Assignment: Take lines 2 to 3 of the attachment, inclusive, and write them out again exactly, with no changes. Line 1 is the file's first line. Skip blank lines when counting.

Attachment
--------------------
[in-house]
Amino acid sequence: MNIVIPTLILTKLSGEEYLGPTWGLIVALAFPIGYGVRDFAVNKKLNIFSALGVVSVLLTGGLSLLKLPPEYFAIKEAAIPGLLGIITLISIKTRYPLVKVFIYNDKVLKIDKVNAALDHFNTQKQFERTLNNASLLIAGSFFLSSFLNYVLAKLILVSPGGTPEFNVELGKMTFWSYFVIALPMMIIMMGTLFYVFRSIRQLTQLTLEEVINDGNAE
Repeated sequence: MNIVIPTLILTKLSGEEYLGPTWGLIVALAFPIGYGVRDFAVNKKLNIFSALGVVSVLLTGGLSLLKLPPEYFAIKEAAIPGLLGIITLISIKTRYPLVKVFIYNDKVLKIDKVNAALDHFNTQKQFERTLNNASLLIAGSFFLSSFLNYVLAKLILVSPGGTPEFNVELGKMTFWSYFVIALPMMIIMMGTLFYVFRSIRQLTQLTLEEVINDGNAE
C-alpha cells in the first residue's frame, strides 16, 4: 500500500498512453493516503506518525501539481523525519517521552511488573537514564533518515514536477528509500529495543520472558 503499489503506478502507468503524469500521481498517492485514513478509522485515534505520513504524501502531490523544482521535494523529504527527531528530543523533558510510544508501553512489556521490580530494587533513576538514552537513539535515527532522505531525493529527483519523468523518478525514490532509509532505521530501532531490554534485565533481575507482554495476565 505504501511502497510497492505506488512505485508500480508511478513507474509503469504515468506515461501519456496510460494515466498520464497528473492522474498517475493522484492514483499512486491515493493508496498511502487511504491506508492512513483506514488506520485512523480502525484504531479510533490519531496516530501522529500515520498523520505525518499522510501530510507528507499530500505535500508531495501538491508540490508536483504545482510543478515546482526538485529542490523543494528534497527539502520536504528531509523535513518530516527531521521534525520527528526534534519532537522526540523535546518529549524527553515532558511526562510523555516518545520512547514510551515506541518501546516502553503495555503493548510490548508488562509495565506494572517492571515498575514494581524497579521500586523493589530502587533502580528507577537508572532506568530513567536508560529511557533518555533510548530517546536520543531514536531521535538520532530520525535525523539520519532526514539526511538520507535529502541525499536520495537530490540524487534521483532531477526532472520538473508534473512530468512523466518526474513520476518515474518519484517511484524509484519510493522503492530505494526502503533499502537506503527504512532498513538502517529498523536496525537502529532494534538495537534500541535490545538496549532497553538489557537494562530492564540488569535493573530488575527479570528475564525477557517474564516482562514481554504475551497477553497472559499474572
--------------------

Amino acid sequence: MNIVIPTLILTKLSGEEYLGPTWGLIVALAFPIGYGVRDFAVNKKLNIFSALGVVSVLLTGGLSLLKLPPEYFAIKEAAIPGLLGIITLISIKTRYPLVKVFIYNDKVLKIDKVNAALDHFNTQKQFERTLNNASLLIAGSFFLSSFLNYVLAKLILVSPGGTPEFNVELGKMTFWSYFVIALPMMIIMMGTLFYVFRSIRQLTQLTLEEVINDGNAE
Repeated sequence: MNIVIPTLILTKLSGEEYLGPTWGLIVALAFPIGYGVRDFAVNKKLNIFSALGVVSVLLTGGLSLLKLPPEYFAIKEAAIPGLLGIITLISIKTRYPLVKVFIYNDKVLKIDKVNAALDHFNTQKQFERTLNNASLLIAGSFFLSSFLNYVLAKLILVSPGGTPEFNVELGKMTFWSYFVIALPMMIIMMGTLFYVFRSIRQLTQLTLEEVINDGNAE